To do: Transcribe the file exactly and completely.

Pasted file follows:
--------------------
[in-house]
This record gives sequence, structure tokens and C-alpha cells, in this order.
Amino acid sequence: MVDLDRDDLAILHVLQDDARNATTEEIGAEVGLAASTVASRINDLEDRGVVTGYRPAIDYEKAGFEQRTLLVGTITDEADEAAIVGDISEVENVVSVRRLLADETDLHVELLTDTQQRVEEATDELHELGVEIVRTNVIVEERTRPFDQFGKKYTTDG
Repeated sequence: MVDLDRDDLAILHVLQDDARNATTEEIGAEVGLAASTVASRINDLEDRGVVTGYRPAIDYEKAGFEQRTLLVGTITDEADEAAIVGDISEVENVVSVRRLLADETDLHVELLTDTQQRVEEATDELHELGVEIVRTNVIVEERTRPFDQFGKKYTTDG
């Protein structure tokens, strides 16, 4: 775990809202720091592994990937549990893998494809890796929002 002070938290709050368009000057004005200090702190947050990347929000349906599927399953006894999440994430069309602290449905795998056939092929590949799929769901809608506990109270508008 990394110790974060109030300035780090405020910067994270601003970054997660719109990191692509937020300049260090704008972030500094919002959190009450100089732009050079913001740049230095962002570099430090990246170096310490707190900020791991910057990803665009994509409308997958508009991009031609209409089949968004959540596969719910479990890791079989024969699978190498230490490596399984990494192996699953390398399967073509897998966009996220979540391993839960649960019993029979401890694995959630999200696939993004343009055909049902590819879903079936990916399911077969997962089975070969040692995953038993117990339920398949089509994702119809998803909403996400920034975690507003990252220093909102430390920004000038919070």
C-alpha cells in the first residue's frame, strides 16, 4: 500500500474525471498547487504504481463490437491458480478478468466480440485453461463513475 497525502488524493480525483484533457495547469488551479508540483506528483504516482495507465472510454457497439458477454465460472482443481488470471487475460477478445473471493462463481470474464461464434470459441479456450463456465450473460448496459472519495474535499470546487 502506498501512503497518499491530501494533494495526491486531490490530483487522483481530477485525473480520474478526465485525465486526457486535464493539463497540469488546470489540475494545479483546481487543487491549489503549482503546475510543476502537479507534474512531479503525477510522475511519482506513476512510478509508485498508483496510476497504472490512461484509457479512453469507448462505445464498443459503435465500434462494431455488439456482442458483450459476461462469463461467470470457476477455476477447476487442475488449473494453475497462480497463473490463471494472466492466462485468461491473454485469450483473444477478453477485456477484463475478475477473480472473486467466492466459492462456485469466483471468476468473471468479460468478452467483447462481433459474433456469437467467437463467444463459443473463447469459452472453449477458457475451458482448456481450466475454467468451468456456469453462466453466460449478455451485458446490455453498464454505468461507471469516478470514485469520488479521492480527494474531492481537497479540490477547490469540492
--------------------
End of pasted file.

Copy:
[in-house]
This record gives sequence, structure tokens and C-alpha cells, in this order.
Amino acid sequence: MVDLDRDDLAILHVLQDDARNATTEEIGAEVGLAASTVASRINDLEDRGVVTGYRPAIDYEKAGFEQRTLLVGTITDEADEAAIVGDISEVENVVSVRRLLADETDLHVELLTDTQQRVEEATDELHELGVEIVRTNVIVEERTRPFDQFGKKYTTDG
Repeated sequence: MVDLDRDDLAILHVLQDDARNATTEEIGAEVGLAASTVASRINDLEDRGVVTGYRPAIDYEKAGFEQRTLLVGTITDEADEAAIVGDISEVENVVSVRRLLADETDLHVELLTDTQQRVEEATDELHELGVEIVRTNVIVEERTRPFDQFGKKYTTDG
């Protein structure tokens, strides 16, 4: 775990809202720091592994990937549990893998494809890796929002 002070938290709050368009000057004005200090702190947050990347929000349906599927399953006894999440994430069309602290449905795998056939092929590949799929769901809608506990109270508008 990394110790974060109030300035780090405020910067994270601003970054997660719109990191692509937020300049260090704008972030500094919002959190009450100089732009050079913001740049230095962002570099430090990246170096310490707190900020791991910057990803665009994509409308997958508009991009031609209409089949968004959540596969719910479990890791079989024969699978190498230490490596399984990494192996699953390398399967073509897998966009996220979540391993839960649960019993029979401890694995959630999200696939993004343009055909049902590819879903079936990916399911077969997962089975070969040692995953038993117990339920398949089509994702119809998803909403996400920034975690507003990252220093909102430390920004000038919070």
C-alpha cells in the first residue's frame, strides 16, 4: 500500500474525471498547487504504481463490437491458480478478468466480440485453461463513475 497525502488524493480525483484533457495547469488551479508540483506528483504516482495507465472510454457497439458477454465460472482443481488470471487475460477478445473471493462463481470474464461464434470459441479456450463456465450473460448496459472519495474535499470546487 502506498501512503497518499491530501494533494495526491486531490490530483487522483481530477485525473480520474478526465485525465486526457486535464493539463497540469488546470489540475494545479483546481487543487491549489503549482503546475510543476502537479507534474512531479503525477510522475511519482506513476512510478509508485498508483496510476497504472490512461484509457479512453469507448462505445464498443459503435465500434462494431455488439456482442458483450459476461462469463461467470470457476477455476477447476487442475488449473494453475497462480497463473490463471494472466492466462485468461491473454485469450483473444477478453477485456477484463475478475477473480472473486467466492466459492462456485469466483471468476468473471468479460468478452467483447462481433459474433456469437467467437463467444463459443473463447469459452472453449477458457475451458482448456481450466475454467468451468456456469453462466453466460449478455451485458446490455453498464454505468461507471469516478470514485469520488479521492480527494474531492481537497479540490477547490469540492